To borrow a line from Monty Python, Pono’s not dead yet. In a new interview with Rolling Stone, Neil Young says he’s looking into adapting the service for hi-res streaming.
“We’re setting up right now partnerships for a Pono hi-res streaming service, and when we get our streaming service up, we’re gonna re-emerge as a streaming service and a hi-res download offer,” Young says on the just instituted Rolling Stone Music Now podcast. “That’s what we do, that’s our service: We provide the best that’s available — full-resolution music, great-sounding music — and we’re pushing towards getting our presence in phones and being able to be part of large partnerships that will enable us to be able to share the sound of hi-res and have people experience the sound of hi-res in music, like they have in television.” (I’m cool with that.)
Pono initially launched in January 2015 with a library of 2 million songs, allowing users to purchase and download lossless FLAC files of each track. As for me, I was an early Pono proponent, interviewed Neil about it personally back in 2014, and I still have my Tom Petty Signature Series model (#465 of 495) within arm’s length of where I’m typing this.
Unfortunately, as Billboard reports, Pono had been struggling since its launch, and most recently, it was taken offline this past July after its provider, Omnifone, went into “administration” and was purchased by an unidentified buyer. Five months later, the platform remains out of service, but Young isn’t throwing in the towel just yet — and probably never will, IMO. Say what you will about the arc of the Pono saga, but I’m all-in with anyone who remains this passionate about delivering hi-res audio to the masses.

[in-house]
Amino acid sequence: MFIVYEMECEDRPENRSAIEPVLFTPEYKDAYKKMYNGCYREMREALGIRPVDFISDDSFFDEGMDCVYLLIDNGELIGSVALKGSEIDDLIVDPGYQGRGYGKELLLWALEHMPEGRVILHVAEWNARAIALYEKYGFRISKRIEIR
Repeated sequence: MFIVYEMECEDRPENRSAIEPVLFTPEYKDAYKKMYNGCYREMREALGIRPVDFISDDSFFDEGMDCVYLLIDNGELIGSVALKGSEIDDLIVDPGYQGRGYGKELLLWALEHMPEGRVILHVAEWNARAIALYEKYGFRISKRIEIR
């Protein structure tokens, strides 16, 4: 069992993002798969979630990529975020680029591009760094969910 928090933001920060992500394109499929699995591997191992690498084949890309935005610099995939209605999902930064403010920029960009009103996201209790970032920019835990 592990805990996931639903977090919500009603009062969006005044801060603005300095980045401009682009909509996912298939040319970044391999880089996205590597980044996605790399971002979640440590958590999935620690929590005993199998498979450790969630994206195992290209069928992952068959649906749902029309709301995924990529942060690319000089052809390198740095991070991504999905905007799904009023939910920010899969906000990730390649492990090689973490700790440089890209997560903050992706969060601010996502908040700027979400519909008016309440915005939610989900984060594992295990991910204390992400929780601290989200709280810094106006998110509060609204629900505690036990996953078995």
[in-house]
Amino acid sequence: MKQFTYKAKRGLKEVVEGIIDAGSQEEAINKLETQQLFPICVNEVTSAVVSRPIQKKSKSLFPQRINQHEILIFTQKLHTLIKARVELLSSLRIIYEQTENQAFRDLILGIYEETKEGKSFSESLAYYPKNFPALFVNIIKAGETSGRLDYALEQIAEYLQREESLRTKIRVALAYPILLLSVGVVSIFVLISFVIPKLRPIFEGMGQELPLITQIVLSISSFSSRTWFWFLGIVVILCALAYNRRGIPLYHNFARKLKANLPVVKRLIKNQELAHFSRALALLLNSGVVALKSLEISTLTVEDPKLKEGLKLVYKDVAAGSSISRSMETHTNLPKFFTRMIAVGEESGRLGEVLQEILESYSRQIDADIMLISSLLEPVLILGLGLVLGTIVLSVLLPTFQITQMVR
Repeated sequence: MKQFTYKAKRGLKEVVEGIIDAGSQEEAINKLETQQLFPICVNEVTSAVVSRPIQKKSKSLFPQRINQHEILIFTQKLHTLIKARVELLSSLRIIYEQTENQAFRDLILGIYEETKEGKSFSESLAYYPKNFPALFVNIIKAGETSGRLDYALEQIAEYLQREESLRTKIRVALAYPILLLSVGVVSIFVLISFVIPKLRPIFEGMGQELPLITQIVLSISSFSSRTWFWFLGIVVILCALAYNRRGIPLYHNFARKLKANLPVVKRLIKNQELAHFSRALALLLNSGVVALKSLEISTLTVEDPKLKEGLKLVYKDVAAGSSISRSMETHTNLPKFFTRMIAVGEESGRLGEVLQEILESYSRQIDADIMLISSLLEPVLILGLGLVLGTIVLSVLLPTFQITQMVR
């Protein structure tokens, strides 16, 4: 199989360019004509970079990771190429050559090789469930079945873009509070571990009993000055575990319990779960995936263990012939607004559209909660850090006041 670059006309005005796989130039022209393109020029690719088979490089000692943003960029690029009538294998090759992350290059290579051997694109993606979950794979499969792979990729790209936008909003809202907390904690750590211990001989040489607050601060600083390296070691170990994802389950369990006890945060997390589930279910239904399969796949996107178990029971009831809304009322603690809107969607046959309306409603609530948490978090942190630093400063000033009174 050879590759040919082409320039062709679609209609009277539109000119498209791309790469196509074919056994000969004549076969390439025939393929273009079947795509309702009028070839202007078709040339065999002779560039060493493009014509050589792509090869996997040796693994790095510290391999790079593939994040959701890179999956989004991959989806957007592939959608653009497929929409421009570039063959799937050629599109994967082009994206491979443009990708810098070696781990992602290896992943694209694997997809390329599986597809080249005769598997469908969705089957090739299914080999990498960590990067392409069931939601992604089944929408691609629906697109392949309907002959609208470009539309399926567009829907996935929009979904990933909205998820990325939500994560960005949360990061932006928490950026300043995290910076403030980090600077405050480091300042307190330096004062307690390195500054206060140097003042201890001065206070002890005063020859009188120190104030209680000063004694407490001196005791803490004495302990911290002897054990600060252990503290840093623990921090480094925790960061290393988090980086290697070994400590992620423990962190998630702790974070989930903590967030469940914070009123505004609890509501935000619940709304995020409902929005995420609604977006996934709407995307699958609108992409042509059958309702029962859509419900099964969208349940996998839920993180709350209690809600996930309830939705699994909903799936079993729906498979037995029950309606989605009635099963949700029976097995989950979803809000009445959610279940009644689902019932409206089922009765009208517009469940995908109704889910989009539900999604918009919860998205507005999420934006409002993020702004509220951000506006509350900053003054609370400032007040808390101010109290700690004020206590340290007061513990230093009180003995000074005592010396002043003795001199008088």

Over on the RSMN podcast, Young notes Pono will not use lossless compression methods, but is in the process of setting up a partnership with a company based in Singapore that will allow Pono to stream its catalog at varying levels of audio quality.
“We want to maintain our quality level when we go to streaming, and I think we can,” he says. “And if you have the bandwidth, you can get the full frequency, the full everything. If you don’t have the bandwidth, your app will show you what you’re missing…. You’ll be able to move around, and there won’t be any break in the music, but the resolution of the sound will change, and you’ll be able to tell what happened when you look at your screen. And that will educate people as to the difference between hi-resolution music and regular streaming-level music.”
As Billboard also points out, Young has always positioned Pono as a teaching tool for fans who want to hear tracks with the full audio resolution with which they were recorded, which would necessarily limit its user base to audiophiles — like moi, and you — and the like. After recently reversing his overall stance on streaming — Young allowed Tidal the rights to stream his catalog this past April — the veteran rocker believes Pono’s musical ideals can work hand-in-hand with the music industry’s preferred method of consumption.
“If the track is available that way, we will be able to stream it that way,” he believes. “That’s up to the record companies and the artists and what they provide us with. They’re free to make any quality they want. It’s their product.”
Naturally, HRAC will keep you updated on where the service goes next. Go Team Pono go, sayeth I…